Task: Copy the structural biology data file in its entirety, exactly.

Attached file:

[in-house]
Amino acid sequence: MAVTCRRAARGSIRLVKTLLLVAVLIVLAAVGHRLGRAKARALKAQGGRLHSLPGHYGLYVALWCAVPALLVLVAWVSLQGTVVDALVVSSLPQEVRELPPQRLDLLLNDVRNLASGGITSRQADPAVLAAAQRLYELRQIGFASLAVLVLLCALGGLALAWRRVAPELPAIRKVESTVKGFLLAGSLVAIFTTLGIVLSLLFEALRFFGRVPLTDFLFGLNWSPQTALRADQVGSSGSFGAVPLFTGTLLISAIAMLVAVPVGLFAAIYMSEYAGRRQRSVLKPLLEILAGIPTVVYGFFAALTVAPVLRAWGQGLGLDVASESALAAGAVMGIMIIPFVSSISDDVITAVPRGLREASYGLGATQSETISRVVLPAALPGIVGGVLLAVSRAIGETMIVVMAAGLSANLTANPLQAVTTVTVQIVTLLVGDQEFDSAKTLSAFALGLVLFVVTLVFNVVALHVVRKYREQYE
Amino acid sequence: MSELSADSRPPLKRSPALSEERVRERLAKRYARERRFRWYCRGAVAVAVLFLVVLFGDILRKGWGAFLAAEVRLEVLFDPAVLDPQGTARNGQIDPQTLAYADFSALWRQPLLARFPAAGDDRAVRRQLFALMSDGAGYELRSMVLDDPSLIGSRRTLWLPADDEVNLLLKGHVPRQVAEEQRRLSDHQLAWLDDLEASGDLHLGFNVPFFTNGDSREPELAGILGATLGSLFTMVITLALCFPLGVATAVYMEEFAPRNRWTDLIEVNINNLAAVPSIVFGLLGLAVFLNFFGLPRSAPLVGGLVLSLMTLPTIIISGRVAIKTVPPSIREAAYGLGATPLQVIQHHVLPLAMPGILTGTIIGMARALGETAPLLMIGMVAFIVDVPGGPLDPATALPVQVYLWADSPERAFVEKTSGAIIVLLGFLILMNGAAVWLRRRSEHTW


[in-house]
Amino acid sequence: MAVTCRRAARGSIRLVKTLLLVAVLIVLAAVGHRLGRAKARALKAQGGRLHSLPGHYGLYVALWCAVPALLVLVAWVSLQGTVVDALVVSSLPQEVRELPPQRLDLLLNDVRNLASGGITSRQADPAVLAAAQRLYELRQIGFASLAVLVLLCALGGLALAWRRVAPELPAIRKVESTVKGFLLAGSLVAIFTTLGIVLSLLFEALRFFGRVPLTDFLFGLNWSPQTALRADQVGSSGSFGAVPLFTGTLLISAIAMLVAVPVGLFAAIYMSEYAGRRQRSVLKPLLEILAGIPTVVYGFFAALTVAPVLRAWGQGLGLDVASESALAAGAVMGIMIIPFVSSISDDVITAVPRGLREASYGLGATQSETISRVVLPAALPGIVGGVLLAVSRAIGETMIVVMAAGLSANLTANPLQAVTTVTVQIVTLLVGDQEFDSAKTLSAFALGLVLFVVTLVFNVVALHVVRKYREQYE
Amino acid sequence: MSELSADSRPPLKRSPALSEERVRERLAKRYARERRFRWYCRGAVAVAVLFLVVLFGDILRKGWGAFLAAEVRLEVLFDPAVLDPQGTARNGQIDPQTLAYADFSALWRQPLLARFPAAGDDRAVRRQLFALMSDGAGYELRSMVLDDPSLIGSRRTLWLPADDEVNLLLKGHVPRQVAEEQRRLSDHQLAWLDDLEASGDLHLGFNVPFFTNGDSREPELAGILGATLGSLFTMVITLALCFPLGVATAVYMEEFAPRNRWTDLIEVNINNLAAVPSIVFGLLGLAVFLNFFGLPRSAPLVGGLVLSLMTLPTIIISGRVAIKTVPPSIREAAYGLGATPLQVIQHHVLPLAMPGILTGTIIGMARALGETAPLLMIGMVAFIVDVPGGPLDPATALPVQVYLWADSPERAFVEKTSGAIIVLLGFLILMNGAAVWLRRRSEHTW